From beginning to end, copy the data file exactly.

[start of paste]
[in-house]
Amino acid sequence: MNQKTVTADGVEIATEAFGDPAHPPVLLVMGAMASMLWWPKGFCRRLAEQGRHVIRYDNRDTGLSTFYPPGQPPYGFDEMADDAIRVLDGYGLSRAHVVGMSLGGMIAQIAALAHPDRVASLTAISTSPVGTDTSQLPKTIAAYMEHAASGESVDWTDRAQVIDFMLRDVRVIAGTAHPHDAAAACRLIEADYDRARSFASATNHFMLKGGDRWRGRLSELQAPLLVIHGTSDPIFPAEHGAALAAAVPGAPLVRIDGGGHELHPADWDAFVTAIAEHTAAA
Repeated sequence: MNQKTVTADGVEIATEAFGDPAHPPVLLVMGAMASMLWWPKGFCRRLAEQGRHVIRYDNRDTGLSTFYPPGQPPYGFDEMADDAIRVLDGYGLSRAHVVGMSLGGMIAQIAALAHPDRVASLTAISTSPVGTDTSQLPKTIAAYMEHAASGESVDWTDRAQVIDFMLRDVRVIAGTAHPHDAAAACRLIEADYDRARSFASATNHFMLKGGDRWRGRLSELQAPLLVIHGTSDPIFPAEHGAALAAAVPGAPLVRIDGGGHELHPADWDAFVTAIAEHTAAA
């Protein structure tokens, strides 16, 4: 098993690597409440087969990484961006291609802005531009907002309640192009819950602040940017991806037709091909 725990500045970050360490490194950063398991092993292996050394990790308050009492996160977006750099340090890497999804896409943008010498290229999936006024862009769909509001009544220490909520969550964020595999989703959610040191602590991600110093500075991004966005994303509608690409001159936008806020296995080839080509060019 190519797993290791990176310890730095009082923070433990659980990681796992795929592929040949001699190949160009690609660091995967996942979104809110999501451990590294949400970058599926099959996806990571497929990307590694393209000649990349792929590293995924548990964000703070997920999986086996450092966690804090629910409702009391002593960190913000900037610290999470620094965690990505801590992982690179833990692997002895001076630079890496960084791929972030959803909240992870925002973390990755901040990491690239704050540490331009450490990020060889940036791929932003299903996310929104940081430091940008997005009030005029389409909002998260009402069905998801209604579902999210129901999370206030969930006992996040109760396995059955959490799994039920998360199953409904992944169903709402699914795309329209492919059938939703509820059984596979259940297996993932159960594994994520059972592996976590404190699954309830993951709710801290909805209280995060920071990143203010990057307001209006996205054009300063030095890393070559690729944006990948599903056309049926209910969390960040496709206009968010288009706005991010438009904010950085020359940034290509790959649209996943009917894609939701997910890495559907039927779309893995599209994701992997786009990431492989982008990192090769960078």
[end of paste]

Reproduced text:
[in-house]
Amino acid sequence: MNQKTVTADGVEIATEAFGDPAHPPVLLVMGAMASMLWWPKGFCRRLAEQGRHVIRYDNRDTGLSTFYPPGQPPYGFDEMADDAIRVLDGYGLSRAHVVGMSLGGMIAQIAALAHPDRVASLTAISTSPVGTDTSQLPKTIAAYMEHAASGESVDWTDRAQVIDFMLRDVRVIAGTAHPHDAAAACRLIEADYDRARSFASATNHFMLKGGDRWRGRLSELQAPLLVIHGTSDPIFPAEHGAALAAAVPGAPLVRIDGGGHELHPADWDAFVTAIAEHTAAA
Repeated sequence: MNQKTVTADGVEIATEAFGDPAHPPVLLVMGAMASMLWWPKGFCRRLAEQGRHVIRYDNRDTGLSTFYPPGQPPYGFDEMADDAIRVLDGYGLSRAHVVGMSLGGMIAQIAALAHPDRVASLTAISTSPVGTDTSQLPKTIAAYMEHAASGESVDWTDRAQVIDFMLRDVRVIAGTAHPHDAAAACRLIEADYDRARSFASATNHFMLKGGDRWRGRLSELQAPLLVIHGTSDPIFPAEHGAALAAAVPGAPLVRIDGGGHELHPADWDAFVTAIAEHTAAA
């Protein structure tokens, strides 16, 4: 098993690597409440087969990484961006291609802005531009907002309640192009819950602040940017991806037709091909 725990500045970050360490490194950063398991092993292996050394990790308050009492996160977006750099340090890497999804896409943008010498290229999936006024862009769909509001009544220490909520969550964020595999989703959610040191602590991600110093500075991004966005994303509608690409001159936008806020296995080839080509060019 190519797993290791990176310890730095009082923070433990659980990681796992795929592929040949001699190949160009690609660091995967996942979104809110999501451990590294949400970058599926099959996806990571497929990307590694393209000649990349792929590293995924548990964000703070997920999986086996450092966690804090629910409702009391002593960190913000900037610290999470620094965690990505801590992982690179833990692997002895001076630079890496960084791929972030959803909240992870925002973390990755901040990491690239704050540490331009450490990020060889940036791929932003299903996310929104940081430091940008997005009030005029389409909002998260009402069905998801209604579902999210129901999370206030969930006992996040109760396995059955959490799994039920998360199953409904992944169903709402699914795309329209492919059938939703509820059984596979259940297996993932159960594994994520059972592996976590404190699954309830993951709710801290909805209280995060920071990143203010990057307001209006996205054009300063030095890393070559690729944006990948599903056309049926209910969390960040496709206009968010288009706005991010438009904010950085020359940034290509790959649209996943009917894609939701997910890495559907039927779309893995599209994701992997786009990431492989982008990192090769960078």